I am just reading Manning's Erlang & OTP In Action. Very good book, I think. It contains a nice TCP server example but I'd like to write a UDP server. This is how I structured my app so far.
my_app % app behaviour |-- my_sup % root supervisor |-- my_server.erl % gen_server to open UDP connection and dispatch |-- my_worker_sup % simple_one_to_one supervisor to start workers |-- my_worker_server % gen_server worker
my_sup, which in turn starts
my_server. The UDP connection is opened in
my_server in active mode such that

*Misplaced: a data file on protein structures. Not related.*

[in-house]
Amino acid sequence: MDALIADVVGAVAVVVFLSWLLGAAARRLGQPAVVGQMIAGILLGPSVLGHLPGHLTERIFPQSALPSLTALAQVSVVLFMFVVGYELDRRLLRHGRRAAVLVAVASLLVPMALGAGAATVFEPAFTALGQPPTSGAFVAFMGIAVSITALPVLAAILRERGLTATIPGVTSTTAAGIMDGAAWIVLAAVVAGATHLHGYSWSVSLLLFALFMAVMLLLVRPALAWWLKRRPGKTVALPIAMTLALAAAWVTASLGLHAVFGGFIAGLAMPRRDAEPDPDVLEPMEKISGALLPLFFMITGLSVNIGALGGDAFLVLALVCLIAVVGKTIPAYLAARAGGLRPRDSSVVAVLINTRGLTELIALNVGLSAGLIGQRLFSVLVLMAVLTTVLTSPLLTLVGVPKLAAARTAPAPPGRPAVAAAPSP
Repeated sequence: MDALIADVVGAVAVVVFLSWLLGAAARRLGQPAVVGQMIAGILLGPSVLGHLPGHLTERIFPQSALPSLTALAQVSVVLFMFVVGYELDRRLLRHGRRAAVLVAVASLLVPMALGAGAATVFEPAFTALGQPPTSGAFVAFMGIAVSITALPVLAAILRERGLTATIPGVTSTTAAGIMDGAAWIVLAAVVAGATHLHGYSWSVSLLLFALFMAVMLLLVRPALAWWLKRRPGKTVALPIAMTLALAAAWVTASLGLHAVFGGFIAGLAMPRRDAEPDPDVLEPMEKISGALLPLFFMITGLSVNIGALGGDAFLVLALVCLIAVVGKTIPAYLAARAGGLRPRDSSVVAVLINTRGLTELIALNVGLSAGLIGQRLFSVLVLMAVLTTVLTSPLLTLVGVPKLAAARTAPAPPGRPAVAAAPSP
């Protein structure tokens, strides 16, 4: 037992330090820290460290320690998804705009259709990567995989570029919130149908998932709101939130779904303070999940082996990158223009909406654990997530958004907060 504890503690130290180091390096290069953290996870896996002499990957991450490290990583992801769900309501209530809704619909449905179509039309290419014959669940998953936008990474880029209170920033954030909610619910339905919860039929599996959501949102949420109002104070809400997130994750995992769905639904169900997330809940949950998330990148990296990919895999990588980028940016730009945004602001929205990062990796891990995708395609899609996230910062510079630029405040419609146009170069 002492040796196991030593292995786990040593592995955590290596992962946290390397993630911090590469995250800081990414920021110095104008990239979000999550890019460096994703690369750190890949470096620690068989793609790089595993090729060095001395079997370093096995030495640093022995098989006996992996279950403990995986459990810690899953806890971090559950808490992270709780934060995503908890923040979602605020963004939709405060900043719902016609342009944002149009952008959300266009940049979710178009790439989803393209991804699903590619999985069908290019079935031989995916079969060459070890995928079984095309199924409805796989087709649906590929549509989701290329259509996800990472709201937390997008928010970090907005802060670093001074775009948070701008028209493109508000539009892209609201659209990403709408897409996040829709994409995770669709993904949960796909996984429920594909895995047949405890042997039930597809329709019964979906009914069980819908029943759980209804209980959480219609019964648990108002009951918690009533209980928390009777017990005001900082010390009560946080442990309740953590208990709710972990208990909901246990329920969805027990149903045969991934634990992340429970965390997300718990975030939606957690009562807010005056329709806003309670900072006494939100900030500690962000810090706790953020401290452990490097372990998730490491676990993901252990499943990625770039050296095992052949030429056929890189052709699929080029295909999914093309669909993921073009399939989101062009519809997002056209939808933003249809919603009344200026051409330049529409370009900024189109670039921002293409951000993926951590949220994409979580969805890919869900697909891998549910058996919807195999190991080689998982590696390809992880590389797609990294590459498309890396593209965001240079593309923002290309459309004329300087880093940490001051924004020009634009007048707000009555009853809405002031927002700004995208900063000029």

handle_info/2 is invoked on each new UDP message in response to which I call
my_worker_sup:start_child/2 to pass the message to a new worker process for processing. (The last call to
start_child/2 is in fact, as per the book's recommendation, wrapped in an API function to hide some of the details, but this is essentially what happens.)
Am I suffering from OTP fever? Should the
my_worker_server really implement the gen_server behaviour? Do I need
my_worker_sup at all?
I set it up in like this so that I can use
my_worker_sup as a factory via the
start_child/2 call but I only use the worker's
handle_info(timeout,State) functions to first setup state and then to process the message before shutting the worker down.
Should I just spawn the worker directly? Is another behaviour better suited, perhaps?